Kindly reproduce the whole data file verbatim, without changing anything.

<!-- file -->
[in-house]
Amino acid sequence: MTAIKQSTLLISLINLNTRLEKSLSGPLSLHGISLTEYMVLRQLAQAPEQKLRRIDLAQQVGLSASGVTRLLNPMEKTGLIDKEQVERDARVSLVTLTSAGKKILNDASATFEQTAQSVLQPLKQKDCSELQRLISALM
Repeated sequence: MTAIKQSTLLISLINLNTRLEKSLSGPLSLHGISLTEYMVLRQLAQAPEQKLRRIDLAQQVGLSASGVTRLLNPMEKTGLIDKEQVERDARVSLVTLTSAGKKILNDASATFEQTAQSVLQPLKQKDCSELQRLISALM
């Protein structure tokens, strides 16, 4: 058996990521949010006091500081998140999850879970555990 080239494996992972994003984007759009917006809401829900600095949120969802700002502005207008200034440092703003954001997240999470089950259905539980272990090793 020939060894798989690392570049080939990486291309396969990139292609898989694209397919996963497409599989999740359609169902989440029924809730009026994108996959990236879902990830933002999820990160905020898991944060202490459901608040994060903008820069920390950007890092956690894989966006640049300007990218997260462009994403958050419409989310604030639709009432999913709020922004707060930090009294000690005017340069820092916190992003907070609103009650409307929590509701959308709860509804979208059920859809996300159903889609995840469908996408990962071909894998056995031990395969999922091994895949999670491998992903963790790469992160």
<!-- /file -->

[in-house]
Amino acid sequence: MTAIKQSTLLISLINLNTRLEKSLSGPLSLHGISLTEYMVLRQLAQAPEQKLRRIDLAQQVGLSASGVTRLLNPMEKTGLIDKEQVERDARVSLVTLTSAGKKILNDASATFEQTAQSVLQPLKQKDCSELQRLISALM
Repeated sequence: MTAIKQSTLLISLINLNTRLEKSLSGPLSLHGISLTEYMVLRQLAQAPEQKLRRIDLAQQVGLSASGVTRLLNPMEKTGLIDKEQVERDARVSLVTLTSAGKKILNDASATFEQTAQSVLQPLKQKDCSELQRLISALM
């Protein structure tokens, strides 16, 4: 058996990521949010006091500081998140999850879970555990 080239494996992972994003984007759009917006809401829900600095949120969802700002502005207008200034440092703003954001997240999470089950259905539980272990090793 020939060894798989690392570049080939990486291309396969990139292609898989694209397919996963497409599989999740359609169902989440029924809730009026994108996959990236879902990830933002999820990160905020898991944060202490459901608040994060903008820069920390950007890092956690894989966006640049300007990218997260462009994403958050419409989310604030639709009432999913709020922004707060930090009294000690005017340069820092916190992003907070609103009650409307929590509701959308709860509804979208059920859809996300159903889609995840469908996408990962071909894998056995031990395969999922091994895949999670491998992903963790790469992160």